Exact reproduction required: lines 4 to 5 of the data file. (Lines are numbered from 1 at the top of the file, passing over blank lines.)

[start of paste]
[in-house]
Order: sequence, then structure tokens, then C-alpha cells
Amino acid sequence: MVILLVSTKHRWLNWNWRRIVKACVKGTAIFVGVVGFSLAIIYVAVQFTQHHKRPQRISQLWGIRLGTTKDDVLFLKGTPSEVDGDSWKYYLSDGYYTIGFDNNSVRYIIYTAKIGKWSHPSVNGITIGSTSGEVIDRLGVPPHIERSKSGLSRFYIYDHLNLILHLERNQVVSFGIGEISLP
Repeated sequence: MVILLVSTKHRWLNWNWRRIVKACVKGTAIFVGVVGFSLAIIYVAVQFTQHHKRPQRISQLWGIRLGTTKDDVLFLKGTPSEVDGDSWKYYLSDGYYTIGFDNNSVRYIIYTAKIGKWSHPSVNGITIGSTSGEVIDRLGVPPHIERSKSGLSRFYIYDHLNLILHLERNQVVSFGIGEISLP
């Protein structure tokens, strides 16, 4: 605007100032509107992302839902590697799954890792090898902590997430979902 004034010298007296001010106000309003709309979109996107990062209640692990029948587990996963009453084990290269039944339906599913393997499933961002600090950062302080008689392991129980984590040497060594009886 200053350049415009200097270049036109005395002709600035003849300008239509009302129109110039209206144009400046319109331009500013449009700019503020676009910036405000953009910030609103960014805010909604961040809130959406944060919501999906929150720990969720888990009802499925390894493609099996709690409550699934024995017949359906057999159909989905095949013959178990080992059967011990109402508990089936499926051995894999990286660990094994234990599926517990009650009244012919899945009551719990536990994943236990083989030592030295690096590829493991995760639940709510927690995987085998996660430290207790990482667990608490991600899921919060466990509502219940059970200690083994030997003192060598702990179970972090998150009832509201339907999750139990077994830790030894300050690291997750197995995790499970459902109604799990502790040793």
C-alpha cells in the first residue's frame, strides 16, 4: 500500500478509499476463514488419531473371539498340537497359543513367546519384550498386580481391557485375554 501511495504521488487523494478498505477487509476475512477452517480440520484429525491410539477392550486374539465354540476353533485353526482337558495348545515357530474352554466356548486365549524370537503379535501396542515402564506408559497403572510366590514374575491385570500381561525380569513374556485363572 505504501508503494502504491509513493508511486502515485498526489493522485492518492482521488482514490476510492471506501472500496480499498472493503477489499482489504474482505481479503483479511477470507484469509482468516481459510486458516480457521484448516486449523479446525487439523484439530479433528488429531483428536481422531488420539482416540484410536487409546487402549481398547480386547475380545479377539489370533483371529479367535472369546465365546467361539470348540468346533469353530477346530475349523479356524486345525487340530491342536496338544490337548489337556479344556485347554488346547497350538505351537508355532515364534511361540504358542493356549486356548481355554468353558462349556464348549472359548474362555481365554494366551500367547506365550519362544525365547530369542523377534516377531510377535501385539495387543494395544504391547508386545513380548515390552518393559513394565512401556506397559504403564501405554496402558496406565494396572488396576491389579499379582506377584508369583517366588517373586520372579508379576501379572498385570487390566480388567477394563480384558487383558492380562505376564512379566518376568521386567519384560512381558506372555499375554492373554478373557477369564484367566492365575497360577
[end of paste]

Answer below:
Repeated sequence: MVILLVSTKHRWLNWNWRRIVKACVKGTAIFVGVVGFSLAIIYVAVQFTQHHKRPQRISQLWGIRLGTTKDDVLFLKGTPSEVDGDSWKYYLSDGYYTIGFDNNSVRYIIYTAKIGKWSHPSVNGITIGSTSGEVIDRLGVPPHIERSKSGLSRFYIYDHLNLILHLERNQVVSFGIGEISLP
């Protein structure tokens, strides 16, 4: 605007100032509107992302839902590697799954890792090898902590997430979902 004034010298007296001010106000309003709309979109996107990062209640692990029948587990996963009453084990290269039944339906599913393997499933961002600090950062302080008689392991129980984590040497060594009886 200053350049415009200097270049036109005395002709600035003849300008239509009302129109110039209206144009400046319109331009500013449009700019503020676009910036405000953009910030609103960014805010909604961040809130959406944060919501999906929150720990969720888990009802499925390894493609099996709690409550699934024995017949359906057999159909989905095949013959178990080992059967011990109402508990089936499926051995894999990286660990094994234990599926517990009650009244012919899945009551719990536990994943236990083989030592030295690096590829493991995760639940709510927690995987085998996660430290207790990482667990608490991600899921919060466990509502219940059970200690083994030997003192060598702990179970972090998150009832509201339907999750139990077994830790030894300050690291997750197995995790499970459902109604799990502790040793």